“What kind of crew?” Briggs asked.
“We need a screwsman,” Roake said. “That’s why I got you.” Then, he looked at the map. “One more. To help carry and watch.”
“Three?” Briggs asked. “That all? I’d bring one more.”
Roake shook his head. “Only three. Each of us has a job. The other two can look. That’s all we need.”
Briggs frowned. “Seems too tight.”
“It’s a fast job. In and out.”
“That’s what you said about the last one.”
Roake nodded. “This time’s different.”
Briggs thought about it. “You could do it with three. I’d prefer four. But I guess we could do it with three.” He picked up more bread. “Who were you thinking of for the third?”
“Someone you worked with on your last job,” Roake said. “Who did you like?”
Briggs put his hand on his chin. “Tinsen. He was good. Talked a lot, but he shut up when it was important.”
“We need someone who can carry,” Roake said.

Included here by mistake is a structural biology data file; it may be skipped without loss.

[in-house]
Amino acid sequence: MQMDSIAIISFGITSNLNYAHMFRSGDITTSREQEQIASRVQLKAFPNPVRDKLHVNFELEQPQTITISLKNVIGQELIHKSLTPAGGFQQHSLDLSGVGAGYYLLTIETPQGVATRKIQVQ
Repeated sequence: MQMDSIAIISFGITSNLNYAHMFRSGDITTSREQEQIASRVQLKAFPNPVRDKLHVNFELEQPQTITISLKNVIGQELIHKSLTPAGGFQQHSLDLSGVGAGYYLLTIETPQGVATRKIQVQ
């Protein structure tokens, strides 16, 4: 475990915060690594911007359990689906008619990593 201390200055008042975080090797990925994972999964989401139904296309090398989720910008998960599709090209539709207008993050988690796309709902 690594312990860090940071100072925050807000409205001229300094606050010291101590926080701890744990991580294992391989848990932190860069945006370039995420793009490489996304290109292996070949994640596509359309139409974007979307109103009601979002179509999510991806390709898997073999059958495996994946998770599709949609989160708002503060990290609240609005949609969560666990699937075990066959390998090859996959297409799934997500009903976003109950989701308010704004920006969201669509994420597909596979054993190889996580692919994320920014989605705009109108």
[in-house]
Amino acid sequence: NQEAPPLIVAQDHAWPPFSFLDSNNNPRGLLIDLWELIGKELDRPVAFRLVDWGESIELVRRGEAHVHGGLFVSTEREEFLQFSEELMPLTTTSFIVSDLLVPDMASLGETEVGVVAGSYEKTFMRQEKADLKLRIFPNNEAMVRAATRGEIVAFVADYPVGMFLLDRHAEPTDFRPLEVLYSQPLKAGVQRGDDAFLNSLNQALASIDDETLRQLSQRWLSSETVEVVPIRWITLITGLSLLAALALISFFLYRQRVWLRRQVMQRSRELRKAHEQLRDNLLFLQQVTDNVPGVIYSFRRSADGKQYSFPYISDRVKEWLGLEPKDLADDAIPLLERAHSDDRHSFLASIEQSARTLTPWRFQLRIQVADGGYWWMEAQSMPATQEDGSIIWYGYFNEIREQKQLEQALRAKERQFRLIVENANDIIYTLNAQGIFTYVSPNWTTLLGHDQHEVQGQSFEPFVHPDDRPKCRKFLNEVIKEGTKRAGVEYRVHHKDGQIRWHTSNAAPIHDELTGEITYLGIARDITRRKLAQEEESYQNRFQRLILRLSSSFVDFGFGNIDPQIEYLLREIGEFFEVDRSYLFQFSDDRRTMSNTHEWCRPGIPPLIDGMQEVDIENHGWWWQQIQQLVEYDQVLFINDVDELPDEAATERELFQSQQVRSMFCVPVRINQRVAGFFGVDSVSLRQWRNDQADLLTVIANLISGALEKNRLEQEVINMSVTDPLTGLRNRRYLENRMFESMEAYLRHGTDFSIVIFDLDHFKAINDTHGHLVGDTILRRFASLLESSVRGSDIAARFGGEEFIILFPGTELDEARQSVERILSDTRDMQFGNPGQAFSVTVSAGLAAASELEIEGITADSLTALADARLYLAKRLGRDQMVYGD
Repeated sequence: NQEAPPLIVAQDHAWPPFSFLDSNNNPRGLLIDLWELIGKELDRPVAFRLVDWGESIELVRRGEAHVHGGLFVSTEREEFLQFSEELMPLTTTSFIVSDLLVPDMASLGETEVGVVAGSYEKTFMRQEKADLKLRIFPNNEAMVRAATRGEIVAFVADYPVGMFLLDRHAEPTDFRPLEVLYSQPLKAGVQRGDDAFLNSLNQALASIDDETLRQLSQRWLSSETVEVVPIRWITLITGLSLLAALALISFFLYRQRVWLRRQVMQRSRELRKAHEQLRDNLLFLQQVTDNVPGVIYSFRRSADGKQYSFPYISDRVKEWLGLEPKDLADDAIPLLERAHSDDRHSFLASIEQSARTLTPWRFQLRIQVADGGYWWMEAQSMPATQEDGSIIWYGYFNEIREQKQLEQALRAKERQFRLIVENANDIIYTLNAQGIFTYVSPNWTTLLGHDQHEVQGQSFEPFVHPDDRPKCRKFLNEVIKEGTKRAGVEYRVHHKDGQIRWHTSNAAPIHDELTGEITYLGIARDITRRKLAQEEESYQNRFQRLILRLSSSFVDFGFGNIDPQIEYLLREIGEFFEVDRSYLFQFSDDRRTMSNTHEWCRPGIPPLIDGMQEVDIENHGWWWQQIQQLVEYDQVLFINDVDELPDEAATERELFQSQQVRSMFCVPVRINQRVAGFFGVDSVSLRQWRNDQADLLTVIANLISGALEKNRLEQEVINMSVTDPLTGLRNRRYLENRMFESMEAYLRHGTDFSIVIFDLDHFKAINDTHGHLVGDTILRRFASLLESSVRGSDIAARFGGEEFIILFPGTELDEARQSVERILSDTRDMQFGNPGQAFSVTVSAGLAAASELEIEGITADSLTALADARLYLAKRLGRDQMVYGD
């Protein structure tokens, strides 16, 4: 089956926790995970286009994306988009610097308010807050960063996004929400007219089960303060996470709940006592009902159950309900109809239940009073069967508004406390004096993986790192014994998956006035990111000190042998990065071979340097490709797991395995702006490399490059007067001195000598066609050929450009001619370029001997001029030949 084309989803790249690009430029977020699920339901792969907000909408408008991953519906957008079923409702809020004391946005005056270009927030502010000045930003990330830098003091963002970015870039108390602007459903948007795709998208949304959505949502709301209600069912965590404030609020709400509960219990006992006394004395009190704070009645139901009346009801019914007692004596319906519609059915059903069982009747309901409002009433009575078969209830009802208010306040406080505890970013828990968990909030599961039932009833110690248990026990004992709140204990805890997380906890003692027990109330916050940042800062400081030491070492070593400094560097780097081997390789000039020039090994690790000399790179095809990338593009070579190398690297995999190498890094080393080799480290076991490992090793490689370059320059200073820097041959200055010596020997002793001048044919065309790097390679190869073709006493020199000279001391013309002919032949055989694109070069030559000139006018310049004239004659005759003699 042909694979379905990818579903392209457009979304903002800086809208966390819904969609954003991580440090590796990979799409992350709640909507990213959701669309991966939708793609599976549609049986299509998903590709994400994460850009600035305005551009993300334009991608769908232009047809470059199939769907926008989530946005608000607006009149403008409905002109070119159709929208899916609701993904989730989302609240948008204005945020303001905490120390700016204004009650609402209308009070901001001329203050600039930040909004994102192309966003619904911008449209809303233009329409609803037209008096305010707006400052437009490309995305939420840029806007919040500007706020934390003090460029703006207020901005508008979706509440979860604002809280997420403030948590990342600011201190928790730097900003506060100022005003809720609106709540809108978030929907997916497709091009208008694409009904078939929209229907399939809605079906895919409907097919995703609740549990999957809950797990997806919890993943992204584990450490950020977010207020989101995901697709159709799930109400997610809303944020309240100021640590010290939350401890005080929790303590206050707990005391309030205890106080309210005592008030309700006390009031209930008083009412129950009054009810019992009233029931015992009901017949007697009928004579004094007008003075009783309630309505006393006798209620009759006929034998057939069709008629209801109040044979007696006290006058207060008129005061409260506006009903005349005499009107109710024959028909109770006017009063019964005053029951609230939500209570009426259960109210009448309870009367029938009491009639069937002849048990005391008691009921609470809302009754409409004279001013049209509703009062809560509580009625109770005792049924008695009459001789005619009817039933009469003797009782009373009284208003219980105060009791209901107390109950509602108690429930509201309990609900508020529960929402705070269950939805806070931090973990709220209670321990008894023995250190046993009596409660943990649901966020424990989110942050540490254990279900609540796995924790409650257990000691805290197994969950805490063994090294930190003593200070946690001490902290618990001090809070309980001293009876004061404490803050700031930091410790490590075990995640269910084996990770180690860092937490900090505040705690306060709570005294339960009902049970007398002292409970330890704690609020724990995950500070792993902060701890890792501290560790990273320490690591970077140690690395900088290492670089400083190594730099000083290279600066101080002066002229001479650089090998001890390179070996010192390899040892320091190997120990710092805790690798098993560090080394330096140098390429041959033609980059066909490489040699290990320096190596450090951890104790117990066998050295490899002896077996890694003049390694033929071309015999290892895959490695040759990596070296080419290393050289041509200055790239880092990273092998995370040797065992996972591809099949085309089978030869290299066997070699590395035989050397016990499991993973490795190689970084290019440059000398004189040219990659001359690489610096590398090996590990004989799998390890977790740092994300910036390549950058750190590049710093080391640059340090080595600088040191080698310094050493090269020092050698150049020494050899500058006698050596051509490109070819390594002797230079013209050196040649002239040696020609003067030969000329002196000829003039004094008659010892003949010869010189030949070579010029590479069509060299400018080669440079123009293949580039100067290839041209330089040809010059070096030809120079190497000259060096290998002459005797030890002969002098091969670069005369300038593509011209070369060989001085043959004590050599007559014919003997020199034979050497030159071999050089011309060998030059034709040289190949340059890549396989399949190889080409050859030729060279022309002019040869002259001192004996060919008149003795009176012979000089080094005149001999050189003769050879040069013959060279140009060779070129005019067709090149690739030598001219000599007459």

“He’s not a big fellow,” Briggs said. “But he’s strong. He was a soldier. A pikeman.”
Roake nodded. “If you vouch for him, he sounds good.”
“I know where to find him. He’ll like working again so soon.”
Roake rolled up the plans. “Do that. Meet me here again tomorrow.”
“When’s the party?” Briggs asked, picking up the invitation again. “Two days. Not a lot of time for planning.”
Roake shook his head.
Briggs said, “Just tell me one thing, Roake.” Both men paused. “Tell me this isn’t about revenge.”
Roake looked at Briggs. “I needed the paper before the last job went sour. I need it more now.”
Briggs spent a moment watching Roake’s eyes. Then, he said, “I remember now why I never play cards with you.” He stepped back one step.
“If I smell something sour, I’m out. You know that.”
Roake put the parchment in his bag. “That’s fair.”
Briggs nodded. “Tomorrow then.”
Briggs left the room. Roake finished his wine and grabbed a piece of bread. He locked the door behind him and went down the stairs and out into the City.